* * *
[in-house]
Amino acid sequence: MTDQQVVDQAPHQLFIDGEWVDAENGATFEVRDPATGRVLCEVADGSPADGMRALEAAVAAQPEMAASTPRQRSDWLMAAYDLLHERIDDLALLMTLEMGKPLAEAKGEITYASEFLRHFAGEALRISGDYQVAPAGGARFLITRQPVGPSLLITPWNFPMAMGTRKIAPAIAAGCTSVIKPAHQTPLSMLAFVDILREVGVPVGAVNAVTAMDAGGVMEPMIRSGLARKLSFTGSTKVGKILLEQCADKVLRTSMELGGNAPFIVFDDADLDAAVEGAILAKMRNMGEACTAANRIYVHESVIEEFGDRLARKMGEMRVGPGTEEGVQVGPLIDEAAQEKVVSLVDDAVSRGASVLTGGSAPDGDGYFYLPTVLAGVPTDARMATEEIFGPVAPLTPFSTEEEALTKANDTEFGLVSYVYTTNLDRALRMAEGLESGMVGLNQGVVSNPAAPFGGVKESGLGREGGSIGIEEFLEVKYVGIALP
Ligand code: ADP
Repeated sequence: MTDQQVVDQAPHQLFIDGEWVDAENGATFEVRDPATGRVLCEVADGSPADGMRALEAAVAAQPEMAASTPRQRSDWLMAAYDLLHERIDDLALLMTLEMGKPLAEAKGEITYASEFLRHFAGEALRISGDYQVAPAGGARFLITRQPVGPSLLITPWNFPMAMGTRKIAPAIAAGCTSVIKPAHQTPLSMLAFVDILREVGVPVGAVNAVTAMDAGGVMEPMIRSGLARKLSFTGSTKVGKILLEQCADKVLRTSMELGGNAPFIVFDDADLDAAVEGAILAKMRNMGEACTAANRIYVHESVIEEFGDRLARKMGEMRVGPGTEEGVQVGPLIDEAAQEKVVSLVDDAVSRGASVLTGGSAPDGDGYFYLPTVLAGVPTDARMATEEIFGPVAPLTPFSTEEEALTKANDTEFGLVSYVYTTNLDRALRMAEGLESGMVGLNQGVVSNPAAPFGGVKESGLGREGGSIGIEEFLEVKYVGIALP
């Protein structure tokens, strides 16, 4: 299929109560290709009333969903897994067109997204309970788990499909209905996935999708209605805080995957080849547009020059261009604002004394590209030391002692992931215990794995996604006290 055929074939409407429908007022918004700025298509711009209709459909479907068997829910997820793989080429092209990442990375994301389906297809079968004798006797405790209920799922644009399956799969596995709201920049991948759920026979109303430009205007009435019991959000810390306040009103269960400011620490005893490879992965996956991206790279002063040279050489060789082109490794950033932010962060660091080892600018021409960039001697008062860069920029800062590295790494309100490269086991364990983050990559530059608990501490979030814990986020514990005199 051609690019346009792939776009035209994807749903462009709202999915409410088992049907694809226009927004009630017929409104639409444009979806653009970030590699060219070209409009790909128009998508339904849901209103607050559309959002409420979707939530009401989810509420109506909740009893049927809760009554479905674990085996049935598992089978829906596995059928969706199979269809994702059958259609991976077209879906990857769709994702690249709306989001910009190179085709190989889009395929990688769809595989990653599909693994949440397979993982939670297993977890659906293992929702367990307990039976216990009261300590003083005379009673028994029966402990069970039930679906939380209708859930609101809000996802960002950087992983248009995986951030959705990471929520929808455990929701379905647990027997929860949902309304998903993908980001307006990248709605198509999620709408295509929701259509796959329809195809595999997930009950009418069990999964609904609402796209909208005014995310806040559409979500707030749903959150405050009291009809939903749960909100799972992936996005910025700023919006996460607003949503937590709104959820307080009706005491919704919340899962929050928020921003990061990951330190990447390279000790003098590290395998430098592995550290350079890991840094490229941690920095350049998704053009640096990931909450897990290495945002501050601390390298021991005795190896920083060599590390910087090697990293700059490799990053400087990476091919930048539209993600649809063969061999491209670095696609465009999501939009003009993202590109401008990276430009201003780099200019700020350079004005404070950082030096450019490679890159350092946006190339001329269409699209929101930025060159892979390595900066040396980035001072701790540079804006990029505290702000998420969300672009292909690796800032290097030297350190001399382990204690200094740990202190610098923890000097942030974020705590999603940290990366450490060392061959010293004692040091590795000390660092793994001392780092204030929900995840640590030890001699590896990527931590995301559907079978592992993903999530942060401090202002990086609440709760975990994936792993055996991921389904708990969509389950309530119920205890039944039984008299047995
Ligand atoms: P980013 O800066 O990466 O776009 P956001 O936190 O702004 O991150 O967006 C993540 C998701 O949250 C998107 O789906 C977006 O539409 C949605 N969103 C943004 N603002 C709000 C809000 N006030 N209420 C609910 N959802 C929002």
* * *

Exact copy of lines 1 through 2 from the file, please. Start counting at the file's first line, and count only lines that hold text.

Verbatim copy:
[in-house]
Amino acid sequence: MTDQQVVDQAPHQLFIDGEWVDAENGATFEVRDPATGRVLCEVADGSPADGMRALEAAVAAQPEMAASTPRQRSDWLMAAYDLLHERIDDLALLMTLEMGKPLAEAKGEITYASEFLRHFAGEALRISGDYQVAPAGGARFLITRQPVGPSLLITPWNFPMAMGTRKIAPAIAAGCTSVIKPAHQTPLSMLAFVDILREVGVPVGAVNAVTAMDAGGVMEPMIRSGLARKLSFTGSTKVGKILLEQCADKVLRTSMELGGNAPFIVFDDADLDAAVEGAILAKMRNMGEACTAANRIYVHESVIEEFGDRLARKMGEMRVGPGTEEGVQVGPLIDEAAQEKVVSLVDDAVSRGASVLTGGSAPDGDGYFYLPTVLAGVPTDARMATEEIFGPVAPLTPFSTEEEALTKANDTEFGLVSYVYTTNLDRALRMAEGLESGMVGLNQGVVSNPAAPFGGVKESGLGREGGSIGIEEFLEVKYVGIALP